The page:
Pay raises could soon be in order for several department heads in Rossford.
City council heard a first reading of an ordinance at Monday night’s meeting for 6 percent pay increases for nine nonunion positions, including police chief and fire chief. These employees have not been granted a raise since 2016.
The current salaries and positions affected are:
● City administrator: $78,186.81
● Superintendent, public works (Tyler Kolb): $63,867.70
● Finance director (Karen Freeman): $69,890.10
● Fire chief (Josh Drouard): $69,890.10
● Assistant fire chief (Ryan Stautzenbach): $20.22/hour
● Police chief (Todd Kitzler): $69,890.10
● Parks and recreation director (Toby Ledesma): $54,094.35
● Parks and recreation assistant director (Alexa Owen): $40,116.19
● Clerk of council (Bob Watrol): $5,245.20
City Administrator Ed Ciecka was appointed in June and is serving on an interim, part-time basis. Mayor Neil MacKinnon expects to fill the position early next year.
The finance and insurance committee recommended the 6 percent figure. Employees would receive a 3 percent raise retroactive to Jan. 1, then another 3 percent in January, 2019. Mayor MacKinnon’s suggested salaries were slightly higher and based on comparisons to the same positions in communities in and around northwest Ohio.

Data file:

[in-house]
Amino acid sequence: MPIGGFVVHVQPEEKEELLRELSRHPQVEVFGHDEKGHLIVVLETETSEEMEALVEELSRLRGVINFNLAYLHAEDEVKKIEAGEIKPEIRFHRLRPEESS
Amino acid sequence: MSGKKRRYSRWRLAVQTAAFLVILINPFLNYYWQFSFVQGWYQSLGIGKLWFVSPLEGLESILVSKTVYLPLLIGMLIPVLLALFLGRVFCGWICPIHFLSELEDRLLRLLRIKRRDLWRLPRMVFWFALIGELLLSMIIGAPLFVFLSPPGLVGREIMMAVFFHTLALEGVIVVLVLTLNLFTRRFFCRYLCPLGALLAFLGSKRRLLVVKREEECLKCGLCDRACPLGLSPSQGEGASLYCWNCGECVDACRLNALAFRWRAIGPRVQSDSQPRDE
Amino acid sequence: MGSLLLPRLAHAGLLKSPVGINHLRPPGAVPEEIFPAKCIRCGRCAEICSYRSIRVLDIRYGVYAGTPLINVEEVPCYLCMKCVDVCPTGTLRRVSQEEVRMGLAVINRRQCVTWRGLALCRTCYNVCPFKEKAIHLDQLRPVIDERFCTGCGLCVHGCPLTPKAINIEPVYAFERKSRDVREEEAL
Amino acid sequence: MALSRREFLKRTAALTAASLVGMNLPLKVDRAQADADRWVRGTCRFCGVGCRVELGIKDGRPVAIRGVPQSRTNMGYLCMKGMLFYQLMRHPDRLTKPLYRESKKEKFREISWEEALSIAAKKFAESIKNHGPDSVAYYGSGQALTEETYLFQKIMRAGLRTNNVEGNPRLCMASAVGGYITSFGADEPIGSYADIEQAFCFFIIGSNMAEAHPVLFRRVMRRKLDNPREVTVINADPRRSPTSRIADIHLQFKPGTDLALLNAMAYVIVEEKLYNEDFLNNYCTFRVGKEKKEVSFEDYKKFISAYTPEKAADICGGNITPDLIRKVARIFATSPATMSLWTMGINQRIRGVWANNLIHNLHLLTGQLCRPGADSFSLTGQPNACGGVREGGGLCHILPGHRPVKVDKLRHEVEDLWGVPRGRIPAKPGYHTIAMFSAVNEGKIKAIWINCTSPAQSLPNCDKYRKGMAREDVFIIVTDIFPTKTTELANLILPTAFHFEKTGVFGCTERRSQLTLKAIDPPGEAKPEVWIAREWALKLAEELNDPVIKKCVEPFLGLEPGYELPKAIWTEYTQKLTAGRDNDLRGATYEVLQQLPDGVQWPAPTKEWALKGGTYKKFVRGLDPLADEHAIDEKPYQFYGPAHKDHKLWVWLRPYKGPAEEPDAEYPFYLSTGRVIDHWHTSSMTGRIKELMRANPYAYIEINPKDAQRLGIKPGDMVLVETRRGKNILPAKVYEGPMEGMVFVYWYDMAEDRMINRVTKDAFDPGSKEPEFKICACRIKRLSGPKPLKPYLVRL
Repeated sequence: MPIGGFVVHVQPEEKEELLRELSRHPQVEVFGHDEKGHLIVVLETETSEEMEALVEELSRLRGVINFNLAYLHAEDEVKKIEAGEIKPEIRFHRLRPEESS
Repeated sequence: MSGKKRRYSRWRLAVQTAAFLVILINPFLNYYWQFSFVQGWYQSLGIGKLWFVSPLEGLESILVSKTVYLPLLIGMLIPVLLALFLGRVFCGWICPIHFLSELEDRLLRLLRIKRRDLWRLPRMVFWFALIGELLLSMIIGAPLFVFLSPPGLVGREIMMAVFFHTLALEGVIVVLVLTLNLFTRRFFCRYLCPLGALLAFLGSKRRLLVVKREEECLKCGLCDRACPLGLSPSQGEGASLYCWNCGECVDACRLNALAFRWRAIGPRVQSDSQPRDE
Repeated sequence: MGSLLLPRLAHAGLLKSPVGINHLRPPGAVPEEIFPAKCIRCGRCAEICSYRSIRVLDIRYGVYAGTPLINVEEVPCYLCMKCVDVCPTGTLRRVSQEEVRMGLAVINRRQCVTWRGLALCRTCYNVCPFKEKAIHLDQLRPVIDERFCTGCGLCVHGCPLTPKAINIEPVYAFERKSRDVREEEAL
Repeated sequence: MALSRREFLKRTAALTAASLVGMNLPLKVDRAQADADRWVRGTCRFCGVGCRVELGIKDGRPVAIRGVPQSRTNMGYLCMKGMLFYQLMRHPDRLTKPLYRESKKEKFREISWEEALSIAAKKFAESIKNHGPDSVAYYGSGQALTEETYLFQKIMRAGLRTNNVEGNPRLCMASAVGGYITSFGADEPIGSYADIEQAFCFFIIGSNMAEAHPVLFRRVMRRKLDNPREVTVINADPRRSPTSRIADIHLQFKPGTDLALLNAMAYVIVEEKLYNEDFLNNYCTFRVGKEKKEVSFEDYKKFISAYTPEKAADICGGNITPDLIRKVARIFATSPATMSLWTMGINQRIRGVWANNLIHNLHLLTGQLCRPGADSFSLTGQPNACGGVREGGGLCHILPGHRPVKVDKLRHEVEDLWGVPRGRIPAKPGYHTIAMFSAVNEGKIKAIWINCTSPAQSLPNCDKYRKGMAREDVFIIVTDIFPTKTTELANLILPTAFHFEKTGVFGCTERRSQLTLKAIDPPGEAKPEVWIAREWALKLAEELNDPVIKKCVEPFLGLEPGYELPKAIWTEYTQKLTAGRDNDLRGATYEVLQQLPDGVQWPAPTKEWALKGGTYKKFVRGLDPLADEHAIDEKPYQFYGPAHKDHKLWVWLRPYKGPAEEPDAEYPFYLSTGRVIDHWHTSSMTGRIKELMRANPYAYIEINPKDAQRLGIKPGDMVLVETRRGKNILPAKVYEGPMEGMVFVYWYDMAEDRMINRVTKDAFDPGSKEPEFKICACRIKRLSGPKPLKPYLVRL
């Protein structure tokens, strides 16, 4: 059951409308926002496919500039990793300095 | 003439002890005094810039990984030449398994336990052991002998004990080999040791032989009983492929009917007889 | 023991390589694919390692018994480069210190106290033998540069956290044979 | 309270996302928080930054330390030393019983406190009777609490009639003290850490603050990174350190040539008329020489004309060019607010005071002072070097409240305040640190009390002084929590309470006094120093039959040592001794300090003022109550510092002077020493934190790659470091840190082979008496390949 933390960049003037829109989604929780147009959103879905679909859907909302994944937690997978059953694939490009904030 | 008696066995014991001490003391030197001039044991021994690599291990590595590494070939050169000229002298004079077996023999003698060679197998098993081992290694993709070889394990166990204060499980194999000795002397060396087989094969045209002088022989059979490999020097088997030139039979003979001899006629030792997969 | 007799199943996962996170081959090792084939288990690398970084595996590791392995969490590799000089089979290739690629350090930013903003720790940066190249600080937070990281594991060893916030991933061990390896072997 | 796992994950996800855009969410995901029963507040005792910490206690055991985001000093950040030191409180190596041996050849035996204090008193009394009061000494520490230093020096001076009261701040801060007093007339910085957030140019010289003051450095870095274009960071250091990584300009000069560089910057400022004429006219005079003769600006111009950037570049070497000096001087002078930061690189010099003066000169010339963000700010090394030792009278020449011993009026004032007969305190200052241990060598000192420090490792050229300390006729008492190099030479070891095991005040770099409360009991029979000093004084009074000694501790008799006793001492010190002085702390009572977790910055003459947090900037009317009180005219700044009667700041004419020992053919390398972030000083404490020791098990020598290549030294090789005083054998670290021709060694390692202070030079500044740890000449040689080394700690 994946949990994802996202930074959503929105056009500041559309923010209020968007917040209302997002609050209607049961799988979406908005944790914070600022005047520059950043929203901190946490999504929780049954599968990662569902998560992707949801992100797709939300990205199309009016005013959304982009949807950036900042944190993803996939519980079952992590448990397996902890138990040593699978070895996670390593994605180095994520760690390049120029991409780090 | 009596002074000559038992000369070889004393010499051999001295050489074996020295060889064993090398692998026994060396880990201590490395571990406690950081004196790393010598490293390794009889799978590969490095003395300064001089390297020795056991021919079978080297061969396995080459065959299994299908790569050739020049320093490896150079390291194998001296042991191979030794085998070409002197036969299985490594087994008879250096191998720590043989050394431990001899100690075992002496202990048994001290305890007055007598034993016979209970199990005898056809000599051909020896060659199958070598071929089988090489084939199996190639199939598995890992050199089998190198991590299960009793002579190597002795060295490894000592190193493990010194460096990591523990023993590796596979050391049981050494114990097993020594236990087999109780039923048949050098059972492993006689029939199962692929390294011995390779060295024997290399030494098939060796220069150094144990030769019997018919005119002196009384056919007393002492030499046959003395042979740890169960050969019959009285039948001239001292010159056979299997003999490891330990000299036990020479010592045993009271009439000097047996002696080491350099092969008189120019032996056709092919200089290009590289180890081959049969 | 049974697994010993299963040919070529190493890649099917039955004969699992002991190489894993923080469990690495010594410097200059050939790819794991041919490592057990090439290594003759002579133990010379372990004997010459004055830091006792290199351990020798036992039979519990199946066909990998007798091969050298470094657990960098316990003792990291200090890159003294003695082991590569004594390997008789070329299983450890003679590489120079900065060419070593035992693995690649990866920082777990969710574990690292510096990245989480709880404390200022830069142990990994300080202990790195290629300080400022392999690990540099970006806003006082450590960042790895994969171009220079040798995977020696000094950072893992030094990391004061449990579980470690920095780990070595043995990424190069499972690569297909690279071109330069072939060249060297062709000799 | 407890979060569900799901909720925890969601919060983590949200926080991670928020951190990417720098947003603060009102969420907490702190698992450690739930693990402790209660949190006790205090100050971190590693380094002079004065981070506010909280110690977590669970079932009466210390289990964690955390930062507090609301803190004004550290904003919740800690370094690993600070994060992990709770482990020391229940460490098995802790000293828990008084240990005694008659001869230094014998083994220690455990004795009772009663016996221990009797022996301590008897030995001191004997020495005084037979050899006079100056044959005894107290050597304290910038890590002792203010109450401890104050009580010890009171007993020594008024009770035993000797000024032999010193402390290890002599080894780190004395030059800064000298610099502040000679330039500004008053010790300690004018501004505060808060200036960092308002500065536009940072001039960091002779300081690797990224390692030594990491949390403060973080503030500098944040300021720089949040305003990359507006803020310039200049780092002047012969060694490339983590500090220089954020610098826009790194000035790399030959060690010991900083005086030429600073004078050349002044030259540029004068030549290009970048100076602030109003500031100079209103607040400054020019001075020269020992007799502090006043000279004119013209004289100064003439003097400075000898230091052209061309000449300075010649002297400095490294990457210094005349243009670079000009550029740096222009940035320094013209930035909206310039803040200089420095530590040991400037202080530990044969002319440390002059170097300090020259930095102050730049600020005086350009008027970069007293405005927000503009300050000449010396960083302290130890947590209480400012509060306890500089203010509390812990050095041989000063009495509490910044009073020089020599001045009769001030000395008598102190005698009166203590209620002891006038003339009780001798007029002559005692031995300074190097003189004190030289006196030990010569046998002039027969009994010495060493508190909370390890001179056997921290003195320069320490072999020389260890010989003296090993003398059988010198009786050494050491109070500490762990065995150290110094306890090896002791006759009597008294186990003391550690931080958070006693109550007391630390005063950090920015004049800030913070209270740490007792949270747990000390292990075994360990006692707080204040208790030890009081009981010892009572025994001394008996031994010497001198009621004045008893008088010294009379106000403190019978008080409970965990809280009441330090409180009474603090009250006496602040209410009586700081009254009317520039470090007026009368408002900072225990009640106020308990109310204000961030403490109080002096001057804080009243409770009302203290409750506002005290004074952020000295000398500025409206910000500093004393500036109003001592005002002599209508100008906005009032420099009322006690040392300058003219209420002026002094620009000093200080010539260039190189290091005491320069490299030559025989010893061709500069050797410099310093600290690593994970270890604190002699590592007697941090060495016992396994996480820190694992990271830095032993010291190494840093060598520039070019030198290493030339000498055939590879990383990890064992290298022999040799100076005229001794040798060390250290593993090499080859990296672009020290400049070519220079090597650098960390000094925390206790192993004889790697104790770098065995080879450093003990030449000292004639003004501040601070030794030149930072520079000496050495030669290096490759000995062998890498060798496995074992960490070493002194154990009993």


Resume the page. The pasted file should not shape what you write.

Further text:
Council rejected a similar ordinance 5-0 Monday with the mayor’s figures.
“The team we have is amazing and they haven’t received a raise for the last three years,” Mayor MacKinnon said. “They do an incredible job and I think they should be rewarded for what they’ve done and are doing. They’re remarkable people.”
The city’s union employees received a 3 percent raise in their latest three-year contract.
Councilman Bob Densic supports the 6 percent raises and said they are overdue.
“It wasn’t right to ask them to keep working for the same wages they were earning in 2016,” Mr. Densic said. “We have some dedicated and hard-working staff members and it’s time to recognize that.”
Mr. Densic added that council needs to have further discussion on job titles and descriptions, benefits, merit-based systems, and performance reviews.
Council appears to support the pay increases, although there was initial disagreement on how to determine a percentage. During a Sept. 24 meeting, Councilman Larry Oberdorf suggested a merit-based system. Councilman Greg Marquette said he would not support paying for an outside study to determine rates.
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